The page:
Morris-Jumel Mansion Museum

Morris-Jumel Mansion Museum - NeoPopRealism Journal The Morris-Jumel mansion museum was built 11 years before the Revolution, in 1765, by British Colonel Roger Morris and his American wife, Mary Philipse.
The breezy hilltop location proved an ideal location for the family's summer home. Known as Mount Morris, this northern Manhattan estate stretched from the Harlem to the Hudson Rivers and covered more than 130 acres. Loyal to the crown, the Morrises were eventually forced to return to England as a result of the American victory.
During the war, the hilltop location of the Mansion was valued for more than its cool summer breezes. With views of the Harlem River, the Bronx, Long Island Sound to the east, New York City & the harbor to the south, the Hudson River and Jersey Palisades to the west, Mount Morris proved to be a strategic military headquarters.
GeorgeWashington made his headquarters here at the Mansion during the fall of 1776. It was during this period that the General's troops forced a British retreat at the Battle of Harlem Heights.
President Washington returned to the Mansion on July 10, 1790, & dined with members of his cabinet. Guests at the table included three future Presidents of the United States: John Adams, Thomas Jefferson, and John Quincy Adams. Alexander Hamilton and Henry Knox were in attendance as well.


The departure of the British at the close of the revolution did not end the upheaval in the life of the Mansion. Serving as an inn for New York City-bound travelers, ownership of the house passed through many hands. Finally, in 1810, the Mansion was restored to its original purpose as a country house by the French emigrant Stephen Jumel and his wife Eliza.Stephen and Eliza added new doorways and stained glass to the facade of the Mansion. As regular visitors to France, they furnished much of the house in the French Empire style. Many of those objects, including a bed said to have belonged to the Emperor Napoleon, remain in the Mansion today.Stephen Jumel died in 1832, and Eliza, then one of the wealthiest women in New York, later married the former U.S. Vice President, Aaron Burr. Their marriage lasted just two years. Eliza retained ownership of the Mansion until her death in 1865. After a twenty-year court battle, which was finally settled by the U.S Supreme Court, the property was divided and sold.The Mansion itself survived the subdivision along with a small plot of land. In 1894 it was purchased by General Ferdinand P. and Lillie Earle. In tune with the deep patriotic sentiment of the late 19th century, the Earle's revered Washington and the Mansion's history as his headquarters. They persuaded the City of New York to purchase the house and remaining property in 1903 and to preserve it as a monument to the nation's past.In 1904 the Washington's Headquarters Association, formed by four chapters of the Daughters of the American Revolution, took on the task of operating the museum. Today, the Morris-Jumel Mansion, Inc., an independent not-for-profit corporation assumes that responsibility.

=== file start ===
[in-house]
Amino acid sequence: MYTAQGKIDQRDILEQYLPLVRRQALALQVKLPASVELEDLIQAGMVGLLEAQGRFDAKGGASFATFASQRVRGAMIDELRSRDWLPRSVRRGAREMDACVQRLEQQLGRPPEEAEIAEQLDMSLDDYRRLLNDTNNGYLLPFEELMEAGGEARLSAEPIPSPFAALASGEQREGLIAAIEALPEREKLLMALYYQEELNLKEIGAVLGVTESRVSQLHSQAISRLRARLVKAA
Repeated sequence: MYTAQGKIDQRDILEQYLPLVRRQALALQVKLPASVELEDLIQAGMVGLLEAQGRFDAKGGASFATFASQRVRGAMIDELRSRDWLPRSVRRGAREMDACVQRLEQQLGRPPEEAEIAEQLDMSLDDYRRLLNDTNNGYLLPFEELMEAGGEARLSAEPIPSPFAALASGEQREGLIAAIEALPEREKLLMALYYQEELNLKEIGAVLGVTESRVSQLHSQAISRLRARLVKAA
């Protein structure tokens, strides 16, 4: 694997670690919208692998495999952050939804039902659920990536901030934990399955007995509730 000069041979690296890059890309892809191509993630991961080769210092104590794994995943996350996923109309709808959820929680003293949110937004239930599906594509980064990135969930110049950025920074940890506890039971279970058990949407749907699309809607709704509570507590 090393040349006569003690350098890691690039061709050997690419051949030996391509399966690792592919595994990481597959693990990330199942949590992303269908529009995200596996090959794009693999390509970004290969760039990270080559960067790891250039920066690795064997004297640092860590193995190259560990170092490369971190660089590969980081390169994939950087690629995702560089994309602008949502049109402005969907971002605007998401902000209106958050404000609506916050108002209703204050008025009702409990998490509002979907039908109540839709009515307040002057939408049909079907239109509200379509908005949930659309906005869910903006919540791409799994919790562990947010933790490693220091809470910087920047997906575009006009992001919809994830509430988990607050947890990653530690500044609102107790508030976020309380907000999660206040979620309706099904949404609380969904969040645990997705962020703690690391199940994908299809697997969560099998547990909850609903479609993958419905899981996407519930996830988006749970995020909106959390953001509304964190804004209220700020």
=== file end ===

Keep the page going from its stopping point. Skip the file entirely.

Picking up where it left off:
The Mansion is built in the Palladian style, with a second story balcony and a two-story front portico supported by classical columns. The two-story octagon at the rear of the house is believed to be the first of its kind anywhere in the colonies.
The first floor of the 8,500 square foot house features rooms for family and social gatherings, and includes the parlor in which Madame Eliza Jumel married Aaron Burr in 1833. Across the hall stands the dining room where Washington likely entertained his guests in 1790. At the far end of the hall, the octagonal drawing room, or withdrawing room as it is properly known, provided a grand setting for social gatherings. Bedrooms on the second floor include those of George Washington, Eliza Jumel, and Aaron Burr. The basement houses the colonial-era kitchen and tells the story of domestic servitude at the Mansion. The room features the original hearth and a bee-hive oven as well as a collection of early American cooking utensils.
Through architecture and a diverse collection of decorative arts objects, each room of the Morris-Jumel Mansion reveals a specific aspect of its colorful history from the 18th through the 19th centuries.

References:
www.morrisjumel.org
Category: Articles
Historical Museums

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